Why You Don’t Need Technology to Have a Good Run

“All I had to focus on was my breath, my foot strike, and keeping my shoulders back—and that was liberating.”


BY ERIN PERRYMAN |

I lace up my shoes and press the “run” button on my watch. It’s already well past 7 p.m., and if I don’t get going soon, I won’t have much daylight left to use. But here I am, impatiently standing in my driveway waiting for the GPS to connect on my watch.

Finally, once it connects a good ten minutes later, I start off down the road near my home. I immediately check the pace on my watch. Too slow—you feel good, so speed it up, I say to myself. I pick up my cadence and begin to move faster, only to find that two minutes later I am already starting to become out of breath. I begin to slow down a bit, and once again check my watch that’s too slow. What an embarrassing pace, I think to myself as I stare down at the 06:36/km on my watch. I work to find a more stable pace and turn in after running about three kilometres.

The next day I go out again. I decide to go along a dirt road that curves around a nearby lake. I stop and pull my phone out to take a photo of the sunset over the lake, and I subconsciously think to myself that I need to post the picture when I put my run up on Strava. I begin to wonder what I could say about this run once I post it on social media, and only while I’m mid-thought do I stop and think: Is that really why you’re running?

That was me a couple weeks ago, attached to my running technology.

When I first started running again after having my second baby almost five months ago, I just started my watch and went. I didn’t care about my pace or waiting for the GPS to connect; I only cared about getting out there. I felt like I did when I first really started running at 15 years old: just happy to be out there and enjoying where my feet took me.

Slowly, as I began to run more, I started worrying about my pace and what other people thought of me when I was running until I suddenly couldn’t remember why I was running anymore. Would someone look out their window and think I was running too slow? Was I running because I wanted to or was it because I felt like I had to? Would I look look lazy for not posting anything on my running apps?

At the time, I was reading Christopher McDougall’s book, Born to Run, which encapsulated what it meant to love running. This inspired me to brainstorm what I could do to turn my thoughts around and go out just to run. So I took off my watch.

My first two or three runs without a watch, I found myself thinking that when I start tracking my runs on Strava again, I’ll tell followers what I was doing. I also started trying to do mental math at the end of each run, figuring out the mileage and calculating how fast I went. Once I realised what I was doing, I stopped and took a breath. It didn’t matter.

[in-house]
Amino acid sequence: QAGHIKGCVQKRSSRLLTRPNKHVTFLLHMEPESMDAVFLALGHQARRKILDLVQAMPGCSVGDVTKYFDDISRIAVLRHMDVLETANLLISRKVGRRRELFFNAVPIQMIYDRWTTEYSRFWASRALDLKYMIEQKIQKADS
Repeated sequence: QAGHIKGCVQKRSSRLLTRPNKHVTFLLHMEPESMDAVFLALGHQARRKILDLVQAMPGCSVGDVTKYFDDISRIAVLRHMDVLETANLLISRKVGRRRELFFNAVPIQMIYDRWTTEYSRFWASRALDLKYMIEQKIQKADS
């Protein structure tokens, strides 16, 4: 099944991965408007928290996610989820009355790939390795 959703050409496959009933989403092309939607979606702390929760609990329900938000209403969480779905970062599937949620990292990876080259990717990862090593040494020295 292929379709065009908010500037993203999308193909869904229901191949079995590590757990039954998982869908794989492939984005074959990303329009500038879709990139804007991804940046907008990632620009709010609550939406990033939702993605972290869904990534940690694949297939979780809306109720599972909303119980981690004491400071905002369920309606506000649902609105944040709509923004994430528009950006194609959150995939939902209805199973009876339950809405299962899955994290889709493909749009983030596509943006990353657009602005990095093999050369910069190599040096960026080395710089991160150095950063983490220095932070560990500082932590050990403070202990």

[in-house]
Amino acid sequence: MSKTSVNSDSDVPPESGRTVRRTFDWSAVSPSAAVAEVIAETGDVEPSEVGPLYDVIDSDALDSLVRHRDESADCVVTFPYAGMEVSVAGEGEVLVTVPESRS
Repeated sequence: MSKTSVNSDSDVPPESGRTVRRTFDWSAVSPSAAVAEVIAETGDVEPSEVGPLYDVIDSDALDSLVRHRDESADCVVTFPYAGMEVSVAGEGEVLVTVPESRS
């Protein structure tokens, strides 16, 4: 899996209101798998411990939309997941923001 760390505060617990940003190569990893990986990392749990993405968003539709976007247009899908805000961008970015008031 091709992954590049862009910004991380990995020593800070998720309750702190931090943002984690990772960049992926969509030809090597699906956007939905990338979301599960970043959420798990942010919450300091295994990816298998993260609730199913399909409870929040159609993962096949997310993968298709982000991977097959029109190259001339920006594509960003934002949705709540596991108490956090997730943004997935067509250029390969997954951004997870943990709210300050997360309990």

After those initial watch-less runs, I started walking out the door, no watch in sight, purely because I enjoyed it. I adjusted to running without a watch by enjoying what was around me and clearing my mind; I was surprised at how easy the transition came. It was fairly easy to convince my brain that there were more interesting things to think about and observe when I was running than my pace, such as the birds chirping in the trees or the sunset reflecting on the lake.

When I’d been running without a watch for a few weeks, I reached out to Janet Hamilton, the founder and head coach of Running Strong, to ask about the benefits of unplugged running—was this something I should continue doing?

“Taking running out of [the social media] environment is just delightful,” she told me. “For some people, social networking sites where running stats are shared are a motivational tool, but for most people it is not a good thing—there is too much self judgement. Ask yourself: What good could these tracking websites do for you?”

If you aren’t sure on whether they motivate or stifle you, she suggests taking the tracking to a personal level instead, and record your runs in a notebook or Excel sheet. To start running unplugged, Hamilton suggests starting with a “no-agenda run” one day a week. Just go out and run by how you feel, she advises.

For me, running became a therapeutic way to shut everything out from the day. All I had to focus on was my breath, my foot strike, and keeping my shoulders back—and that was liberating.

Also, I began to also ditch my headphones, which was an easier habit for me to break than my watch. I felt so good after every run, no matter how slow or fast I felt like I was going. My brain was clear, and I was happy to be out there.

My experience running unplugged has been a positive one. I’ll likely slap it on if I begin a training cycle, but for my day-to-day runs, I might only wear it to keep track of the time of day.

Hamilton left me with wonderful perspective on running.

“Experience the joy of running,” she said. “Running is a gift and not a lot of people get that gift. So if you’re one of those fortunate people who’ve gotten the gift of running, never take it for granted.”

I think I’ll always keep that in the back of my brain, especially on those really tough days, whether I’m wearing a watch or not.

 

READ MORE ON: motivation running watches technology

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